My Bizarre Cookbook Collection: The Sesame Street Cookbook

Since its inception in 1969, Sesame Street has been hearty seed for fertile young minds.

From phonics and mathematics to Spanish and music appreciation, I personally owe that program a huge debt.

High up on the itemized receipt for that debt, I include “The Sesame Street Cookbook,” published in 1971 by Pat Tornborg.

This fine cookbook — my first — introduced me to such approachable delights as Mr. Snuffle-upagus' “Snuffle-Loaf in a Spaghetti Nest” and “Twiddle-Burgers” as well as culinary experiments, such as Oscar’s “Sardine and Orange Salad” and the Amazing Mumford’s “A La Peanut Butter Soup.”

Thanks to $30,000 in culinary school debt, I now recognize the genius of the latter two, which were a bit intimidating when I first plowed through this book at the tender age of five.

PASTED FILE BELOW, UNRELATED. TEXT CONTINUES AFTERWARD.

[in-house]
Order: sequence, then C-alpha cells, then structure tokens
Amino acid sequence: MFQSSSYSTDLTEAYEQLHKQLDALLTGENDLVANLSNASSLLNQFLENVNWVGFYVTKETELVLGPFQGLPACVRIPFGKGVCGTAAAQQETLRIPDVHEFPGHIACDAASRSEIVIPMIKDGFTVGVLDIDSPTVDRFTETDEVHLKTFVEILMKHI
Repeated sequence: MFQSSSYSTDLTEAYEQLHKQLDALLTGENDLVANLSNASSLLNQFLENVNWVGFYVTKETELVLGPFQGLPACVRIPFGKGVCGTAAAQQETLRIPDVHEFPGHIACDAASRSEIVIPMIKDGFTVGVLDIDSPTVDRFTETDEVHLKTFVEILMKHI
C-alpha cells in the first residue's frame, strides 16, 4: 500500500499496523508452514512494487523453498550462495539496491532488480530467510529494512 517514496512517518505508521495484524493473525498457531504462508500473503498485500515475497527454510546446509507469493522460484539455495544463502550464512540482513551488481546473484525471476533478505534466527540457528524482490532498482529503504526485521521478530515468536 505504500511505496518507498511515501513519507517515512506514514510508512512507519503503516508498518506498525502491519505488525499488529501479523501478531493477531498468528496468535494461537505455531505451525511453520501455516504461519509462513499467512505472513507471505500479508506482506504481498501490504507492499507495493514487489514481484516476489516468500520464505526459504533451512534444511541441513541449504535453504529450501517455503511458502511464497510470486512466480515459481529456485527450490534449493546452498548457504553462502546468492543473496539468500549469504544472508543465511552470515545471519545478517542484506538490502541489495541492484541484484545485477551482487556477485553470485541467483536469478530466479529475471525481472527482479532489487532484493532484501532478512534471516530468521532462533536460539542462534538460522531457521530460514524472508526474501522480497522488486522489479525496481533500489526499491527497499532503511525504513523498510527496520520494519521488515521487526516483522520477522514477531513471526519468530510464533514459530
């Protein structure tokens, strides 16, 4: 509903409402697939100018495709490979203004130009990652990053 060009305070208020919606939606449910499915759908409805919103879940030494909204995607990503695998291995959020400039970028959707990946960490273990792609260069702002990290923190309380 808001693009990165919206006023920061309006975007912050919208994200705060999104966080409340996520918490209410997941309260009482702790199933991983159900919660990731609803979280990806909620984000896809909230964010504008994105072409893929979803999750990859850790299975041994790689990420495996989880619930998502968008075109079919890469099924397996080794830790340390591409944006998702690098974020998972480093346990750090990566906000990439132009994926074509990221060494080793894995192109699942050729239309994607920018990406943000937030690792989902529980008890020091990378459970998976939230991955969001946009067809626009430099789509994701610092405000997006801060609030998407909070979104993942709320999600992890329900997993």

The front and back pages introduce children to kitchen equipment and the importance of post-project clean-up. The 45 colorful pages within are colorful, entertaining and educational (on many fronts) and the recipes are simple, well-written and, for the most part, yummy.

I’ll post one of my favorites, which is definately qualifies as yummy, but unfortunately has more sugar than many parents would dream of allowing their children these days.

Rubber Duckie Floats (To Serve Two)

What you need:
1 pint of lemon sherbet
1/2 cup of crushed pineapple, drained (save the juice)
1 tablespoon of pineapple juice from the can
1 small bottle of ginger ale
2 whole pineapple rings

What you do:
Put 2 scoops of sherbet, the crushed pineapple, and 1 tablespoon of pineapple juice in a bowl. Mix them with an eggbeater. Pour the mixture into 2 tall soda glasses, and put 1 whole scoop of sherbet in each glass. Pour the ginger ale slowly into the glasses until the sodas become sudsy. Don’t let the suds overflow. Hang a pineapple ring on each glass, and sserve the floats with a straw and a spoon.

Miss Ginsu

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